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Patna: Vice-President (VP) of India M Hamid Ansari, who on Friday inaugurated an international seminar on` Social Statistics’ organised her by The Asian Development Research Institute (ADRI), said Statistics has always been intimately linked to the social dimensions of the State.

In the late 17th and early 18th centuries, particularly in Europe, when it was more fashionably called ‘political arithmetic’, attempts started at calculating population size and life expectancy because the analysts believed that a growing population was evidence of a healthy State, he said. These early social researchers, who believed that information about society could help governments devise wiser policies- were called statists, and the new quantitative evidence based science, soon began to be called statistics. The discipline has evolved over time and great names like Auguste Compte, Herbert Spencer, Emile Durkheim and Talcott Parsons imparted to it philosophical and sociological foundations and scientific methodology, vice-president Ansari said .

” Today social statistics are the foundation of the structural-functionalist tradition in sociology and social studies. It serves two purposes. The first, and the more visible purpose is to provide us with an accurate and true description of the society. The other use is in the context of constructing ‘social problems’, where statistics are used to support or discredit particular points of view,” Ansari said. One of the purposes of statistics is to facilitate the discovery, understanding, quantification, modeling and communication of the facts about the world. In the context of social statistics, the task of describing and quantifying human behavior, with all its uncertainties and unpredictability, is fraught with risks.

He said the statistics, often, only offers an interval of plausible values for an unknown parameter and, is at best, an approximation of the reality even when the uncertainty itself has been described in some detail. This has also led to the uncharitable remark that ‘statistics is the only science that enables different experts using the same figures to draw different conclusions’.

Vice-president Ansari said in India, the pioneering work in this field was done by Prof. P C Mahalanobis, who founded the Indian Statistical Institute (ISI) and by P V Sukhamte who was the driving force behind the statistical branch of the Imperial (later Indian) Council for Agricultural Research. He said the relevance and effectiveness of policy judgments, therefore, depended on the quality of data and the efficacy of analysis and interpretation.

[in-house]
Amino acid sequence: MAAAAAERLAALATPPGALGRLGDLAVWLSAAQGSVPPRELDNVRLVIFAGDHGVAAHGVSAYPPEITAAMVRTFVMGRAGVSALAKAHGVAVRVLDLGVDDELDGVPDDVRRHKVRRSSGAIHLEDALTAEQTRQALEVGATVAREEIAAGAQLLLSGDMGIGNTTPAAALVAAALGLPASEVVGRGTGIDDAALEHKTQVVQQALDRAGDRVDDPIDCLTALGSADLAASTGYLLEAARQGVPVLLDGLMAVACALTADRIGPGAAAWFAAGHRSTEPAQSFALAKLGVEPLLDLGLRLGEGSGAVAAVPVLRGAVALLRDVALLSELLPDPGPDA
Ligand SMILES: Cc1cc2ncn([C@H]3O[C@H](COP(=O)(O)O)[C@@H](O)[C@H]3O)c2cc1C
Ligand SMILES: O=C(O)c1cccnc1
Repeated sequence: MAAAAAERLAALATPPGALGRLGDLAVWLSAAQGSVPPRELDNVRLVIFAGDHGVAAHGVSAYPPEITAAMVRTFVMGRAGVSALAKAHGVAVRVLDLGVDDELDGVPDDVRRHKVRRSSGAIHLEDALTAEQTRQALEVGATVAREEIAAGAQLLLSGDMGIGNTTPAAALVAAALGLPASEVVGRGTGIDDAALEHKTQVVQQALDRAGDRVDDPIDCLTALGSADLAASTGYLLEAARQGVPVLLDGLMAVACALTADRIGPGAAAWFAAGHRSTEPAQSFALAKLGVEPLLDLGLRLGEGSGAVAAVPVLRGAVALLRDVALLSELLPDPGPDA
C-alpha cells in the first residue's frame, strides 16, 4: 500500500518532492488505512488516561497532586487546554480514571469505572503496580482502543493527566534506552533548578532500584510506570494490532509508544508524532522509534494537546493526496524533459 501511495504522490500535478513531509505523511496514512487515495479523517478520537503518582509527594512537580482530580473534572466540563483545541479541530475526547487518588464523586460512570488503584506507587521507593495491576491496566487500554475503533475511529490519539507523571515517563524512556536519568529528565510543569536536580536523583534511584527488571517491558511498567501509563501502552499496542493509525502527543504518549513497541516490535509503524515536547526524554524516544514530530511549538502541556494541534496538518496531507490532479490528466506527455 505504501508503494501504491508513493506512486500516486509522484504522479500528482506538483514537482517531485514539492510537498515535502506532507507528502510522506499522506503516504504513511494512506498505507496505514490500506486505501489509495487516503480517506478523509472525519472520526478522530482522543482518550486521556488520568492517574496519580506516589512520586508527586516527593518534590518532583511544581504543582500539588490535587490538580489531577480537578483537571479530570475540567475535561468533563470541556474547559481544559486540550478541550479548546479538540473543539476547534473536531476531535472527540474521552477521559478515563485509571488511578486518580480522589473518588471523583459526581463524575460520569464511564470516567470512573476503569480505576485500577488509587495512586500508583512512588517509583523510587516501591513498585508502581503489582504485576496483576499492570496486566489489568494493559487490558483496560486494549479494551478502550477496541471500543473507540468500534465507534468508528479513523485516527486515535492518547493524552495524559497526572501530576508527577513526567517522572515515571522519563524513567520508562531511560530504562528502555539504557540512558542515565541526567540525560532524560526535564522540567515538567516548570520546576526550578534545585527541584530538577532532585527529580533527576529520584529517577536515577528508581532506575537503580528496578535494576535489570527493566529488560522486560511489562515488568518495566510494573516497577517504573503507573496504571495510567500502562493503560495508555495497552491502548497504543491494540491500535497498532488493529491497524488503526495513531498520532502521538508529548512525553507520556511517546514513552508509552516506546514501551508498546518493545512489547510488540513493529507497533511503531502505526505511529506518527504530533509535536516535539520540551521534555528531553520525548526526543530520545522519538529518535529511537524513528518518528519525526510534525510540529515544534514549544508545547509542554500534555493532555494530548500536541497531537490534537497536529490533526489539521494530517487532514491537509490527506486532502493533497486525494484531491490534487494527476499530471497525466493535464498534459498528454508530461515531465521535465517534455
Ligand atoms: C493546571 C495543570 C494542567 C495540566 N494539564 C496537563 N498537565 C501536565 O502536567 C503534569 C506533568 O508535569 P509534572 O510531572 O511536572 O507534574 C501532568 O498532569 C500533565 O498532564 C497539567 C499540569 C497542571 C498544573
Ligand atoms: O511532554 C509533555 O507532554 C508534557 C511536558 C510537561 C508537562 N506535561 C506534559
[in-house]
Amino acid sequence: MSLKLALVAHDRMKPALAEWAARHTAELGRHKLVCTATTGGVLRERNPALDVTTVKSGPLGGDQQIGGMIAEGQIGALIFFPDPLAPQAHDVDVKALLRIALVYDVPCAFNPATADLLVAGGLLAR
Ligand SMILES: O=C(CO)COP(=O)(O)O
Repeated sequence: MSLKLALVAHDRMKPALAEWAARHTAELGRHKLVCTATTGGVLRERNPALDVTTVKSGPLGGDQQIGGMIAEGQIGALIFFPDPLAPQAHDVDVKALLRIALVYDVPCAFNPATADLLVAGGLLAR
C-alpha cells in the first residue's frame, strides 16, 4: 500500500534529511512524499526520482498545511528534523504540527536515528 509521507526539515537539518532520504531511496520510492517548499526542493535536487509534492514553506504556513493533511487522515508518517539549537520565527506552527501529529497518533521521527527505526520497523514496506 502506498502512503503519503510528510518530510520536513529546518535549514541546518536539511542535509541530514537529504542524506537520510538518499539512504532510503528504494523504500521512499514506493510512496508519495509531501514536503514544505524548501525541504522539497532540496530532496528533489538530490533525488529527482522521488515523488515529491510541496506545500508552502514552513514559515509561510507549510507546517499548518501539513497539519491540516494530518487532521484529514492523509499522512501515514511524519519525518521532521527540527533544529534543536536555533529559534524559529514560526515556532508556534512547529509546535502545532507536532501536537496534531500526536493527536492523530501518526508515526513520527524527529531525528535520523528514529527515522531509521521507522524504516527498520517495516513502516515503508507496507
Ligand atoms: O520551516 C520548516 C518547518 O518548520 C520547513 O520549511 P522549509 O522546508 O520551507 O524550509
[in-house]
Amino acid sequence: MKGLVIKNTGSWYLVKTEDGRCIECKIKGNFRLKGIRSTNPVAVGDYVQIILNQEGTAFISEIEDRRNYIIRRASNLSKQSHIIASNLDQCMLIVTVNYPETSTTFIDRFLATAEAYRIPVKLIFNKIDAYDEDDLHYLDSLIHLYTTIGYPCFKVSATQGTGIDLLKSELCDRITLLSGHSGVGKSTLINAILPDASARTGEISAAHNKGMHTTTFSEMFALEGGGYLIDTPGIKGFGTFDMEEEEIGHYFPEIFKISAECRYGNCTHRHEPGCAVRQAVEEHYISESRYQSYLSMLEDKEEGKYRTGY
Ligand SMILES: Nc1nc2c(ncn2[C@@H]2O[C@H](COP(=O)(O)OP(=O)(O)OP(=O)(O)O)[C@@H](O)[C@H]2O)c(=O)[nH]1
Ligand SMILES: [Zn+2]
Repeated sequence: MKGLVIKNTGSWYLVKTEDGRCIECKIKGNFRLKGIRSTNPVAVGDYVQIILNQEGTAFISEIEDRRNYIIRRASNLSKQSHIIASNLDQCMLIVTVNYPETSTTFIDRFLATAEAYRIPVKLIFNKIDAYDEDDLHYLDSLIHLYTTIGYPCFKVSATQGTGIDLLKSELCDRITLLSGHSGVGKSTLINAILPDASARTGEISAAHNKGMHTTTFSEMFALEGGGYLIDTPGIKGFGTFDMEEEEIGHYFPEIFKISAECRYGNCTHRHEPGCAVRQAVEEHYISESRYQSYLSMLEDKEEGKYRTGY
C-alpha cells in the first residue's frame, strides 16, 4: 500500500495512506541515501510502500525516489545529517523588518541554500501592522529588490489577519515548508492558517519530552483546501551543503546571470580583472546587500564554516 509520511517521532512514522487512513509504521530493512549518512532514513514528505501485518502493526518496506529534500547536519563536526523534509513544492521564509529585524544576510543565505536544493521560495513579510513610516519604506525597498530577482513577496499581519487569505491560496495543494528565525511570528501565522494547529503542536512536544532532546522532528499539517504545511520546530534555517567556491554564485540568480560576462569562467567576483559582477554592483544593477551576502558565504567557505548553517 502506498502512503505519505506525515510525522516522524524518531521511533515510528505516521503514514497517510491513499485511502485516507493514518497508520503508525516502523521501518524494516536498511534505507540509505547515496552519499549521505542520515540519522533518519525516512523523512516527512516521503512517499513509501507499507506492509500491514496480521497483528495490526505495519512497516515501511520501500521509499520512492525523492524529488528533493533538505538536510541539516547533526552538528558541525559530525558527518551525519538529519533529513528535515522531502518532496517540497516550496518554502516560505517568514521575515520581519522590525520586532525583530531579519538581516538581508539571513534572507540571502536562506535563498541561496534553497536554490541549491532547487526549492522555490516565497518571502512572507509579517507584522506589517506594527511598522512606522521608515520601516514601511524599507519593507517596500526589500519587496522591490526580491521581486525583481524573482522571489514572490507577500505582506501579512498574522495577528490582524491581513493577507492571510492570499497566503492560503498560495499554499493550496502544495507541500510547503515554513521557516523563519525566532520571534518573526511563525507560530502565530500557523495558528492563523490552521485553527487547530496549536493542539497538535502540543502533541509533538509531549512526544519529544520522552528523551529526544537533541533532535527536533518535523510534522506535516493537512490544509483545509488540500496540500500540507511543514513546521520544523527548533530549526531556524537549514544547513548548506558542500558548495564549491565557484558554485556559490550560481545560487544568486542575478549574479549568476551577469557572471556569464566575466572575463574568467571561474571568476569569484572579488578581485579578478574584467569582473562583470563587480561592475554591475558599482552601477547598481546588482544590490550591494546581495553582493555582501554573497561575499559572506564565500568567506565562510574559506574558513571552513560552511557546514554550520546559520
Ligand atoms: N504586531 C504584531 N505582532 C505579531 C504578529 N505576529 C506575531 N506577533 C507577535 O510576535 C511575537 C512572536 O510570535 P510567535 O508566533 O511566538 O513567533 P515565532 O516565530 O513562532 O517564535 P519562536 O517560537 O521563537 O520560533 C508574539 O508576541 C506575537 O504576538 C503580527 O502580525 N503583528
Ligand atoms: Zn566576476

“Today, the discipline of statistics in India boasts of a separate Ministry,- the Ministry of Statistics and Programme implementation; a separate arm of bureaucracy – Indian Statistical Service (ISS); a number of information gathering mechanisms such as the National Sample Survey Organization (NSSO) and a vast array of central and state government departments engaged in the task of collecting and analyzing data,” said VP Ansari. In addition, social and economic surveys by National Sample Survey Office provide data related to social and economic developments, industrial production and the agricultural sector, he said.

And yet, all is not well in the Indian social statistics sector. Concerns have been raised about the quality of data being generated as also about the duplication of efforts to collect statistics across various government departments, inaccessibility of national data archives and the infringement of privacy by government’s data collection machinery, he said. Based on the recommendations of the Rangarajan report in 2001, a National Statistics Commission was put in place in 2005 and the Ministry of Statistics and Programme Implementation released a new Data Policy in 2009, and the National Data Sharing and Accessibility Policy in 2012.

Despite this, the problems with our official statistics appear to persist, said Ansari. Some of the criticism of Indian public statistics, especially when it comes to measurement of crosscutting social issues such as gender disparity, inequality, poverty and growth seems valid. This is not only undermining the credibility of Indian statistics globally but also hurting the analysis of some of the most important elements of Indian economy.

Ansari said French economist Thomas Piketty has lamented the “huge” gap in statistics in India exemplified by paucity of data on income tax and the reluctance of the government to release the caste census results. Even after the government recently released official figures for the income tax in 2012-13, which has prompted a lively debate about the extent of tax evasion in India with commentators noting that there were very few tax returns at the highest end of the income spectrum, Piketty told the international media that “the data was too thin to draw significant conclusions about the levels of inequality in India”. The Vice-president said we need to identify the gaps in official data and analysis and determine ways on how best we can bridge them.






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